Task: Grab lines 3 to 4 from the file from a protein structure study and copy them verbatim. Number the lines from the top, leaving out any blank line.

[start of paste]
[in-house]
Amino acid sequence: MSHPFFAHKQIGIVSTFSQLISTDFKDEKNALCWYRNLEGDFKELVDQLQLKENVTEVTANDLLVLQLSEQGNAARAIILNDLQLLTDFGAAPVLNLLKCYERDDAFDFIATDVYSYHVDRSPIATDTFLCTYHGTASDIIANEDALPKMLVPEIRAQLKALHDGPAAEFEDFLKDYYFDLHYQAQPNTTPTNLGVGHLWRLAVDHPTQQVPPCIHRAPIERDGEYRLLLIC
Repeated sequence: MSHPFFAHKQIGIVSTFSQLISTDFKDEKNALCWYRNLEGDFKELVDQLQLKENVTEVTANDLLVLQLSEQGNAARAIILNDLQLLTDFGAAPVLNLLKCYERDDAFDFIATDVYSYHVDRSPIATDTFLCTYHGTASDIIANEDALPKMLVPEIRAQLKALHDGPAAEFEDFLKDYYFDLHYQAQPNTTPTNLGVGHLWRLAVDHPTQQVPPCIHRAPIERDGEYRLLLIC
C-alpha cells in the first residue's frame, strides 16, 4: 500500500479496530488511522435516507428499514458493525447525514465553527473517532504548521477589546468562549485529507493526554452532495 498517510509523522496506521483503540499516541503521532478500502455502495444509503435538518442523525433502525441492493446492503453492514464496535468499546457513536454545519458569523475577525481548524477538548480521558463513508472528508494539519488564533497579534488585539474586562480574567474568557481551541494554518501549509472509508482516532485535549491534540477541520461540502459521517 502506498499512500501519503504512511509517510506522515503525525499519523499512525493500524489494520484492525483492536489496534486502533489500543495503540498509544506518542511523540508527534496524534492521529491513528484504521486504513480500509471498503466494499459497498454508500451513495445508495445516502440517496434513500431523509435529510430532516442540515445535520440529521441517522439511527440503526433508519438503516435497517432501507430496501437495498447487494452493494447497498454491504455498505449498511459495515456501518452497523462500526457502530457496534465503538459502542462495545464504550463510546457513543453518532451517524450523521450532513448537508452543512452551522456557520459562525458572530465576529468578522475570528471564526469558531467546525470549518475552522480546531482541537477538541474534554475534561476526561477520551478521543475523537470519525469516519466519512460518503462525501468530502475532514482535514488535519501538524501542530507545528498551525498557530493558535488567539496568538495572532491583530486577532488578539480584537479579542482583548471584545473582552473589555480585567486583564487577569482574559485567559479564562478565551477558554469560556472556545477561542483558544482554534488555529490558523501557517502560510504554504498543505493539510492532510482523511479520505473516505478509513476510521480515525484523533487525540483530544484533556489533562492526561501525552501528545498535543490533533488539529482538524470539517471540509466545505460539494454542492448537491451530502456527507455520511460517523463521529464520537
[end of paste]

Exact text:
Repeated sequence: MSHPFFAHKQIGIVSTFSQLISTDFKDEKNALCWYRNLEGDFKELVDQLQLKENVTEVTANDLLVLQLSEQGNAARAIILNDLQLLTDFGAAPVLNLLKCYERDDAFDFIATDVYSYHVDRSPIATDTFLCTYHGTASDIIANEDALPKMLVPEIRAQLKALHDGPAAEFEDFLKDYYFDLHYQAQPNTTPTNLGVGHLWRLAVDHPTQQVPPCIHRAPIERDGEYRLLLIC
C-alpha cells in the first residue's frame, strides 16, 4: 500500500479496530488511522435516507428499514458493525447525514465553527473517532504548521477589546468562549485529507493526554452532495 498517510509523522496506521483503540499516541503521532478500502455502495444509503435538518442523525433502525441492493446492503453492514464496535468499546457513536454545519458569523475577525481548524477538548480521558463513508472528508494539519488564533497579534488585539474586562480574567474568557481551541494554518501549509472509508482516532485535549491534540477541520461540502459521517 502506498499512500501519503504512511509517510506522515503525525499519523499512525493500524489494520484492525483492536489496534486502533489500543495503540498509544506518542511523540508527534496524534492521529491513528484504521486504513480500509471498503466494499459497498454508500451513495445508495445516502440517496434513500431523509435529510430532516442540515445535520440529521441517522439511527440503526433508519438503516435497517432501507430496501437495498447487494452493494447497498454491504455498505449498511459495515456501518452497523462500526457502530457496534465503538459502542462495545464504550463510546457513543453518532451517524450523521450532513448537508452543512452551522456557520459562525458572530465576529468578522475570528471564526469558531467546525470549518475552522480546531482541537477538541474534554475534561476526561477520551478521543475523537470519525469516519466519512460518503462525501468530502475532514482535514488535519501538524501542530507545528498551525498557530493558535488567539496568538495572532491583530486577532488578539480584537479579542482583548471584545473582552473589555480585567486583564487577569482574559485567559479564562478565551477558554469560556472556545477561542483558544482554534488555529490558523501557517502560510504554504498543505493539510492532510482523511479520505473516505478509513476510521480515525484523533487525540483530544484533556489533562492526561501525552501528545498535543490533533488539529482538524470539517471540509466545505460539494454542492448537491451530502456527507455520511460517523463521529464520537